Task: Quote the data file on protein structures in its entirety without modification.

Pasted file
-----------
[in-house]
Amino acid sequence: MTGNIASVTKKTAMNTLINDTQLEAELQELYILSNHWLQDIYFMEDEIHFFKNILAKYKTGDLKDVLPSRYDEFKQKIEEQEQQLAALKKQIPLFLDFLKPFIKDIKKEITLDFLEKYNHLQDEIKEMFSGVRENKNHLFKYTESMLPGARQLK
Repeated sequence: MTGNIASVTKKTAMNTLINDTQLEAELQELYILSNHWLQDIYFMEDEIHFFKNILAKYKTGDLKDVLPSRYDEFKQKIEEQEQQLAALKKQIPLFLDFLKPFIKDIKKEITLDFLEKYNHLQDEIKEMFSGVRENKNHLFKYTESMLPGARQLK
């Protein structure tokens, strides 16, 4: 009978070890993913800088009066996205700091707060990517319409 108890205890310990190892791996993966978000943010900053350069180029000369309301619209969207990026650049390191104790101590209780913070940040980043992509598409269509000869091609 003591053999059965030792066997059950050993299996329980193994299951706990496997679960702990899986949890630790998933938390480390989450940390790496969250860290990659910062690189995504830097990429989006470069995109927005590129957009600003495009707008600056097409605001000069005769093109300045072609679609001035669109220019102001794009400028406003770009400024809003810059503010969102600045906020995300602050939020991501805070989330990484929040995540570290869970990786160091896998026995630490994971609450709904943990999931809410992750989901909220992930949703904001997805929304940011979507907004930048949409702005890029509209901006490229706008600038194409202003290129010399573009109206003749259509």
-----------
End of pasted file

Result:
[in-house]
Amino acid sequence: MTGNIASVTKKTAMNTLINDTQLEAELQELYILSNHWLQDIYFMEDEIHFFKNILAKYKTGDLKDVLPSRYDEFKQKIEEQEQQLAALKKQIPLFLDFLKPFIKDIKKEITLDFLEKYNHLQDEIKEMFSGVRENKNHLFKYTESMLPGARQLK
Repeated sequence: MTGNIASVTKKTAMNTLINDTQLEAELQELYILSNHWLQDIYFMEDEIHFFKNILAKYKTGDLKDVLPSRYDEFKQKIEEQEQQLAALKKQIPLFLDFLKPFIKDIKKEITLDFLEKYNHLQDEIKEMFSGVRENKNHLFKYTESMLPGARQLK
């Protein structure tokens, strides 16, 4: 009978070890993913800088009066996205700091707060990517319409 108890205890310990190892791996993966978000943010900053350069180029000369309301619209969207990026650049390191104790101590209780913070940040980043992509598409269509000869091609 003591053999059965030792066997059950050993299996329980193994299951706990496997679960702990899986949890630790998933938390480390989450940390790496969250860290990659910062690189995504830097990429989006470069995109927005590129957009600003495009707008600056097409605001000069005769093109300045072609679609001035669109220019102001794009400028406003770009400024809003810059503010969102600045906020995300602050939020991501805070989330990484929040995540570290869970990786160091896998026995630490994971609450709904943990999931809410992750989901909220992930949703904001997805929304940011979507907004930048949409702005890029509209901006490229706008600038194409202003290129010399573009109206003749259509």